By Ivan G. Goldman
WBC heavyweight titlist Bermane “Bware” Stiverne, a resident alien from Haiti and Canada who’s seeking U.S. citizenship, allegedly created a bizarre, ugly incident at a recent UFC cage-fighting card in Las Vegas, swearing at and threatening former WBC bantamweight champion Wayne McCullough and his wife Cheryl, who were also in the stands.
McCullough posted a narrative on Facebook, charging Stiverne and his seatmates with verbally abusing and menacing the McCulloughs when there was a mix-up in seating arrangements. Their daughter Wynona McCullough was seated with her parents.
“Someone from the UFC asked us to move three seats down so TV could interview the family of a fighter who was in the octagon,” explained McCullough.
“During one of the rounds the guy who had been sitting beside Cheryl disruptively came back to our row and told her to move because she was sitting in his seat. She tried to explain to him that she couldn’t go anywhere because someone was sitting in her seat but he began to continually yell ‘Get the F out of my seat, MOVE ALONG.’
“No one speaks to my wife like that, so as he was forcing her to stand up — while the fight was still going on — I stood up to tell him that we were going to move as soon as we were able. He started yelling at me ‘I’ll F you up, I’ll F you up.’ Wrong place. Wrong time. Wrong person! I told him to go ahead and try, but by this point he was sitting in his seat while Cheryl was left standing.”
Finally, the employee from the UFC who’d asked Cheryl to temporarily give up her seat retrieved the McCulloughs’ original front-row seats, recalled McCullough, but “the guy [Stiverne] continued to mumble about us so Cheryl wouldn’t give up. He then told her to ‘shut the F up’ while his friend said, ‘You don’t know who you’re messing with!’ Cheryl said, ‘Yes I do, but you don’t know who you’re messing with.’”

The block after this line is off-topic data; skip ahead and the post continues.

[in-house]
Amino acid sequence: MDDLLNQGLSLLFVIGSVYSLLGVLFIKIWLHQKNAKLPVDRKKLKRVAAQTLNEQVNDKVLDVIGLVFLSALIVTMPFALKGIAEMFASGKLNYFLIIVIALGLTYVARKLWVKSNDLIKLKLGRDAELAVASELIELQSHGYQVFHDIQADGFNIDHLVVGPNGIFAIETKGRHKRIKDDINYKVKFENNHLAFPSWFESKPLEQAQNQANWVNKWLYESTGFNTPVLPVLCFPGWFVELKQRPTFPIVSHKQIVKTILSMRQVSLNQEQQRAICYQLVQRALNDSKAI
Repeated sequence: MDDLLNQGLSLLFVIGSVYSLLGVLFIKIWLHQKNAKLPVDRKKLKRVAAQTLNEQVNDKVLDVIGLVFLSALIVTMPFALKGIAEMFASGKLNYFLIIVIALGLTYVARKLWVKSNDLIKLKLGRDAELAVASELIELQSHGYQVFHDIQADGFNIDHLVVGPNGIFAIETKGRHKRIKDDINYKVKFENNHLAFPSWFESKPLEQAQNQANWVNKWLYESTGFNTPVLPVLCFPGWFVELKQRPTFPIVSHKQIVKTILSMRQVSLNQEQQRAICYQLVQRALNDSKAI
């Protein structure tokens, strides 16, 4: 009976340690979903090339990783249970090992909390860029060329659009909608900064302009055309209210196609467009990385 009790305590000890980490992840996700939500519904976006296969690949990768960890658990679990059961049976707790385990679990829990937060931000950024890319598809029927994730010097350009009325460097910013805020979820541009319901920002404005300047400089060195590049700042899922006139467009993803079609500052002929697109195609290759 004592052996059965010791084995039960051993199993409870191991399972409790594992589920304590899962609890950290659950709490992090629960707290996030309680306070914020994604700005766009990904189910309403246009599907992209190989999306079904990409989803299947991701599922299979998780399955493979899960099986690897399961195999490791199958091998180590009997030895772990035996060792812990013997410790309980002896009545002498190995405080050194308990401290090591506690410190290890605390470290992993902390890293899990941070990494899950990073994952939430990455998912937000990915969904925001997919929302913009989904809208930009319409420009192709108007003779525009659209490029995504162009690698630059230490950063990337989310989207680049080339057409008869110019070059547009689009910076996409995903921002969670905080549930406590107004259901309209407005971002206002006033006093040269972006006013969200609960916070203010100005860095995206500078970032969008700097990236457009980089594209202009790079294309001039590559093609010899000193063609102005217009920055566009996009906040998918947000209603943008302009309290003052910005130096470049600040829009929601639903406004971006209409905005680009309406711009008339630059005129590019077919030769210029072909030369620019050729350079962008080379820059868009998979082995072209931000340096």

McCullough makes it clear in the post that the mumbling, threatening lout was in fact Stiverne. “He obviously treats everyone like that because he didn’t know he was talking to another WBC world champion,” said McCullough. He said Stiverne “obviously expects everyone to fall at his feet because he’s a big guy.”
McCullough, 44, known as “the Pocket Rocket” when he competed professionally, is an Olympic medalist who won the WBC title in 1995. He lost his belt to Daniel Zaragoza two years later by split decision. McCullough was trained by the late, Eddie Futch and now works as a trainer himself. He and Stiverne, 36, both live in Las Vegas. Stiverne, 24-1-1 (21 KOs), won the vacant WBC title with a 6th round stoppage of Chris Arreola on May 10 in Los Angeles.
McCullough, originally from Northern Ireland, competed for Ireland when he took silver in the 1992 Olympics and refused to be a part of the centuries-old sectarian feud that divides Protestants and Catholics in his homeland. He was named the first WBC Ambassador for Peace and Goodwill in Sports. I’ve known him for years as a solid, utterly credible individual.
Stiverne, born in Haiti, has also resided in Montreal. I tried to reach him through his promoter, Don King Productions. No one at the company was willing to discuss the alleged incident. Among the requirements in the application for U.S. citizenship is “good moral character.”
Stiverne’s team is currently negotiating with mandatory contender Deontay Wilder. Wilder is represented by boxing kingpin Al Haymon. Negotiations with King are never easy, and no world-class heavyweight has ever secured a fight against Wilder.
McCullough, who’s stayed in shape, weighs about 130. Stiverne weighed in at just under 240 against Arreola.
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